Laurel Austin documented her son Jeremy's first dose of chlorine dioxide on YouTube. In the 30-second video, Jeremy, 27, sits at the kitchen table while his mother recounts his mood. Then his arms seem to squirm involuntarily and he screams at his forearm before biting a banana, according to NBC News.
"This is to wait and pray," she says.
Austin, 51, is a photographer in Lenexa, Kansas, and the mother of six children, four of them adults with autism. Last year, according to her social media posts and documents a police investigation, Laurel Austin gave two of her adult children, Jeremy and Joshua, chlorine dioxide. The Food and Drug Administration warns that the solution is industrial bleach, and doctors say it can cause irreparable damage when ingested, including damage to the digestive system and kidneys.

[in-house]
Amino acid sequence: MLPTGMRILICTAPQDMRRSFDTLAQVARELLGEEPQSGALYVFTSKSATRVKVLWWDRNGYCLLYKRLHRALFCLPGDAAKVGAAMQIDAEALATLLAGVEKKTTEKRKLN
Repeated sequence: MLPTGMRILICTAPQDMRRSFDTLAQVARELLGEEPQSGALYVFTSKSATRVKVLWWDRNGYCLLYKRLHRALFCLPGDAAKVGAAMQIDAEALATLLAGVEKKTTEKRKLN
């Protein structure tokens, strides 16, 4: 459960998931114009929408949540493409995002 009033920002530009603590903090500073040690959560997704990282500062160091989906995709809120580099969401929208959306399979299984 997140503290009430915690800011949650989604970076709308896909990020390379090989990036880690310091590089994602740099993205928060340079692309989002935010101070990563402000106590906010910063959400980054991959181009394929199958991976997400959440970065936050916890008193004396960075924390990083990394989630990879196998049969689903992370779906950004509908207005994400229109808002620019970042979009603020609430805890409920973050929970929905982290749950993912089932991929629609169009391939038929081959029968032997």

Since January, when Bradley Austin discovered that his ex-wife was using chlorine dioxide in her children, he was trying to stop her. But local police, the state's adult services division and a doctor treating Jeremy declined to intervene. A police spokesman said there was not enough evidence that chlorine dioxide was dangerous; A social worker at Kansas Adult Protective Services told police she did not consider the situation so serious that the state could take action.
The case of Austins illustrates the ways in which online health misinformation can become so widespread that it begins to influence not only those who are looking for alternative treatments and explanations but also authorities.